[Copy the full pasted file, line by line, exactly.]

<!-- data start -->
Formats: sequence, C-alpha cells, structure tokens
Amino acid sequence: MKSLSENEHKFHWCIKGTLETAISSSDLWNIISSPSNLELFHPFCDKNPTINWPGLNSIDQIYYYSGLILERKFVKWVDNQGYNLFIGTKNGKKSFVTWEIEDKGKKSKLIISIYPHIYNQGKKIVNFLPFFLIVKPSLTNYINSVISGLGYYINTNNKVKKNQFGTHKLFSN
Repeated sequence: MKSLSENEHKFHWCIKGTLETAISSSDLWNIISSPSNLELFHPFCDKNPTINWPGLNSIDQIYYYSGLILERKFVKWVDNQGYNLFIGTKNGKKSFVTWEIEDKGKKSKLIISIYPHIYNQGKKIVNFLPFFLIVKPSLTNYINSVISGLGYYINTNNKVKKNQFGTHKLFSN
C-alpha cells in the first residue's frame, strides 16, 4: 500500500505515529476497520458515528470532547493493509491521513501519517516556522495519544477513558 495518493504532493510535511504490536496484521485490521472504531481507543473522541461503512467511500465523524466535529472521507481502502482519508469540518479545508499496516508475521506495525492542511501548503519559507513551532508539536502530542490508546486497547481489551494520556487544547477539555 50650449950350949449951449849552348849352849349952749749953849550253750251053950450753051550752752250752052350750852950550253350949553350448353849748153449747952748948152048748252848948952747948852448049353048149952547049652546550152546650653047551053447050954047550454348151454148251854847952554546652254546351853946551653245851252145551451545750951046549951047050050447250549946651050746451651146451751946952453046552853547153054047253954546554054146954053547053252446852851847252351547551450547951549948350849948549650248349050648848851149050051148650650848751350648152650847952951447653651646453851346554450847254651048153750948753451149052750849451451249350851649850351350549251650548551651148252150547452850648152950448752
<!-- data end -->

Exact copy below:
Formats: sequence, C-alpha cells, structure tokens
Amino acid sequence: MKSLSENEHKFHWCIKGTLETAISSSDLWNIISSPSNLELFHPFCDKNPTINWPGLNSIDQIYYYSGLILERKFVKWVDNQGYNLFIGTKNGKKSFVTWEIEDKGKKSKLIISIYPHIYNQGKKIVNFLPFFLIVKPSLTNYINSVISGLGYYINTNNKVKKNQFGTHKLFSN
Repeated sequence: MKSLSENEHKFHWCIKGTLETAISSSDLWNIISSPSNLELFHPFCDKNPTINWPGLNSIDQIYYYSGLILERKFVKWVDNQGYNLFIGTKNGKKSFVTWEIEDKGKKSKLIISIYPHIYNQGKKIVNFLPFFLIVKPSLTNYINSVISGLGYYINTNNKVKKNQFGTHKLFSN
C-alpha cells in the first residue's frame, strides 16, 4: 500500500505515529476497520458515528470532547493493509491521513501519517516556522495519544477513558 495518493504532493510535511504490536496484521485490521472504531481507543473522541461503512467511500465523524466535529472521507481502502482519508469540518479545508499496516508475521506495525492542511501548503519559507513551532508539536502530542490508546486497547481489551494520556487544547477539555 50650449950350949449951449849552348849352849349952749749953849550253750251053950450753051550752752250752052350750852950550253350949553350448353849748153449747952748948152048748252848948952747948852448049353048149952547049652546550152546650653047551053447050954047550454348151454148251854847952554546652254546351853946551653245851252145551451545750951046549951047050050447250549946651050746451651146451751946952453046552853547153054047253954546554054146954053547053252446852851847252351547551450547951549948350849948549650248349050648848851149050051148650650848751350648152650847952951447653651646453851346554450847254651048153750948753451149052750849451451249350851649850351350549251650548551651148252150547452850648152950448752